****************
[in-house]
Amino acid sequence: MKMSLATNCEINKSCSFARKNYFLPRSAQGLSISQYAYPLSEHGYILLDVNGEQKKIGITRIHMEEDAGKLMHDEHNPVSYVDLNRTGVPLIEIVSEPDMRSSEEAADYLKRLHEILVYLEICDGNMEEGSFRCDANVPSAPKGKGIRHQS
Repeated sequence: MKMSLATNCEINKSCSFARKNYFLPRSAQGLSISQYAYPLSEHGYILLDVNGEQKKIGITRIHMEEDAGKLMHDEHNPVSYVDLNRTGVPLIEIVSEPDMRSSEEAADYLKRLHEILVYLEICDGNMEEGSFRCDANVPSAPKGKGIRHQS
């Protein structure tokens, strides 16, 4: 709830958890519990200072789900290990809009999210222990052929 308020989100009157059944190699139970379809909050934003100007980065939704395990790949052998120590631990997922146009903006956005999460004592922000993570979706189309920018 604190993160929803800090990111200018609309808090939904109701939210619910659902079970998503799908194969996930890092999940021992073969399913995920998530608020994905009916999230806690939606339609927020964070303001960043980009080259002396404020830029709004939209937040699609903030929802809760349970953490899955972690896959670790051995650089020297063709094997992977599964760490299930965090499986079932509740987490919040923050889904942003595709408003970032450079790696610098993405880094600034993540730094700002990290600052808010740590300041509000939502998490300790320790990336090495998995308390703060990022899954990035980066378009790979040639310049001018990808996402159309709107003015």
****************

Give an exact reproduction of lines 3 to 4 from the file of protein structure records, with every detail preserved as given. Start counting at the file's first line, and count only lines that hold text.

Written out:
Repeated sequence: MKMSLATNCEINKSCSFARKNYFLPRSAQGLSISQYAYPLSEHGYILLDVNGEQKKIGITRIHMEEDAGKLMHDEHNPVSYVDLNRTGVPLIEIVSEPDMRSSEEAADYLKRLHEILVYLEICDGNMEEGSFRCDANVPSAPKGKGIRHQS
């Protein structure tokens, strides 16, 4: 709830958890519990200072789900290990809009999210222990052929 308020989100009157059944190699139970379809909050934003100007980065939704395990790949052998120590631990997922146009903006956005999460004592922000993570979706189309920018 604190993160929803800090990111200018609309808090939904109701939210619910659902079970998503799908194969996930890092999940021992073969399913995920998530608020994905009916999230806690939606339609927020964070303001960043980009080259002396404020830029709004939209937040699609903030929802809760349970953490899955972690896959670790051995650089020297063709094997992977599964760490299930965090499986079932509740987490919040923050889904942003595709408003970032450079790696610098993405880094600034993540730094700002990290600052808010740590300041509000939502998490300790320790990336090495998995308390703060990022899954990035980066378009790979040639310049001018990808996402159309709107003015």